The body of Kim Jong-nam, the half-brother of North Korean leader Kim Jong-un, murdered in Malaysia last month, is still in Kuala Lumpur, health minister Health Minister Subramaniam Sathasivam said on Tuesday, after reports the remains would soon leave the country. Kim was murdered on February 13 after two women - an Indonesian and a Vietnamese - smeared supremely toxic VX nerve agent on his face at the budget terminal of Kuala Lumpur International Airport, according to Malaysian police.

London gives N Ireland more time for power-sharing deal

London gives N Ireland more time for power-sharing deal Northern Ireland parties have "short window of opportunity" to avoid suspension of self-rule despite expired deadline.
The British government has given Northern Ireland's largest political parties extra time to form a power-sharing regional government, after a deadline to resolve their differences expired. The extension on Monday staved off the risk of a suspension of devolved power for the first time in a decade. James Brokenshire, Northern Ireland secretary of the United Kingdom, said the failure of the talks was "extremely disappointing", but he saw a "short window of opportunity" of several weeks for more talks. "I think there are a few short weeks in which to resolve matters," Brokenshire said shortly after the three-week deadline expired at 15:00 GMT. He did not explain on what basis more time would be given. While the law obliges him to call new elections, which would be the thi…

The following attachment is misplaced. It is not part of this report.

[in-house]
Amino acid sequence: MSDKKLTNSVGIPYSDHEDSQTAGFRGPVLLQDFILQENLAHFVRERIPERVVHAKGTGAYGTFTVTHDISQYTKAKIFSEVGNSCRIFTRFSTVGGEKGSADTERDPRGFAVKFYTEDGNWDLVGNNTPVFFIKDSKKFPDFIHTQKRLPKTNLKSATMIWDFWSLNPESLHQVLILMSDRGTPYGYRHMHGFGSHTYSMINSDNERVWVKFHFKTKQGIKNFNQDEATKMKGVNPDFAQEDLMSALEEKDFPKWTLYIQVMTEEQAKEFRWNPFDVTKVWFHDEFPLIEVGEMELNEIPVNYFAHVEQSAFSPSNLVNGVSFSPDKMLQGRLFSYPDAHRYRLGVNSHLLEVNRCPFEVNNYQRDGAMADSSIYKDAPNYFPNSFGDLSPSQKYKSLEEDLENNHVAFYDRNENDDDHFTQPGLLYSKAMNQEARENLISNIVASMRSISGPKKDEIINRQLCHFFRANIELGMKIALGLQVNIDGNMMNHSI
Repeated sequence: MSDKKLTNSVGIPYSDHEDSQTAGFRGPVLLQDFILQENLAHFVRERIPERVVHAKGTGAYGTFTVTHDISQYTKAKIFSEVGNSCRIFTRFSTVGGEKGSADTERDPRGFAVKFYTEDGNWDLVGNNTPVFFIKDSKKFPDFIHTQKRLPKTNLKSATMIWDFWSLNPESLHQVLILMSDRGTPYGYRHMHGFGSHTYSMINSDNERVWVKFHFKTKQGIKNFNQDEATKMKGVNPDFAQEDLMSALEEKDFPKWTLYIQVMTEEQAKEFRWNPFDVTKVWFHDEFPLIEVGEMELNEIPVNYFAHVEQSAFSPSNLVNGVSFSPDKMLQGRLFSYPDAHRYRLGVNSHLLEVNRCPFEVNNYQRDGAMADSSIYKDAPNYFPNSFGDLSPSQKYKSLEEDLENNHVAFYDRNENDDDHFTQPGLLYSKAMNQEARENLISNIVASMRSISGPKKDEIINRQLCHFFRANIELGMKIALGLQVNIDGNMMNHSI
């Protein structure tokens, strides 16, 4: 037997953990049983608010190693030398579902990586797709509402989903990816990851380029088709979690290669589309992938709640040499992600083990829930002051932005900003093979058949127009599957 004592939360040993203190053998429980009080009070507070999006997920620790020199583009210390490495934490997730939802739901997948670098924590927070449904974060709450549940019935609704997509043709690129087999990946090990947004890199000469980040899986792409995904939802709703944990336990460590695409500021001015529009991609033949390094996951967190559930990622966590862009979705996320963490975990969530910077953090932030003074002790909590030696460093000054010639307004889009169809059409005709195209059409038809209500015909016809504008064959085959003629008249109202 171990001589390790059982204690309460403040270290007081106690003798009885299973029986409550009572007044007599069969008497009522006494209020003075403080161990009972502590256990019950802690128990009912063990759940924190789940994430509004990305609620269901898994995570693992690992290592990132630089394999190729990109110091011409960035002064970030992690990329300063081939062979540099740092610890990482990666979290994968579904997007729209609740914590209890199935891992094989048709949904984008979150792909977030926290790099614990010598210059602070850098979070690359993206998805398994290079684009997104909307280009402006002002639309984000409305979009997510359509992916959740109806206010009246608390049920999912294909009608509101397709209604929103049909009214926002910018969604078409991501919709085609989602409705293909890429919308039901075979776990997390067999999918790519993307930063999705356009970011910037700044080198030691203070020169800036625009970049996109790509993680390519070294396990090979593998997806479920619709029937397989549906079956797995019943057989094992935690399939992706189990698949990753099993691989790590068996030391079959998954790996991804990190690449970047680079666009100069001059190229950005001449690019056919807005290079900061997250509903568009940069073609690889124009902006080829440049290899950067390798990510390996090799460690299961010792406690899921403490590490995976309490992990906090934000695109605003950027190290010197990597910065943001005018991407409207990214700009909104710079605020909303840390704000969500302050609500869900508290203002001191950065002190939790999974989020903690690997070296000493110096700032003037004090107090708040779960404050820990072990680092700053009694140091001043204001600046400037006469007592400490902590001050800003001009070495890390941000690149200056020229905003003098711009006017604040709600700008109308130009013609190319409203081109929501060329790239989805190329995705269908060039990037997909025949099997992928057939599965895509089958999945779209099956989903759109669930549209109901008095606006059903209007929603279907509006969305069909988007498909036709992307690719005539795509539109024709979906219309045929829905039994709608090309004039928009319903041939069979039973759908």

US-backed Syria forces resume fighting near Tabqa dam

US-backed Syria forces resume fighting near Tabqa dam SDF says Taqba Dam is not damaged and fighting will resume, but monitor casts doubt on whether engineers inspected site.
US-backed forces in Syria are resuming an offensive against ISIL fighters at a major hydroelectric dam, saying it is in no danger of collapsing amid conflicting claims over its integrity.  The Kurdish-led Syrian Democratic Forces' (SDF) offensive was briefly suspended on Monday, a day after a senior Syrian government official warned that the Tabqa Dam had been damaged by US-led air raids and cited an increasing risk of catastrophic flooding. ISIL had also issued warnings that the dam could collapse "at any moment",  releasing pictures showing what it said was the structure's control room after it had been damaged by US air raids. The SDF, an alliance of Arab and Kurdish fighters, paused operations for four hours on Monday to allow engineers to inspect the dam, a major target in their campaign t…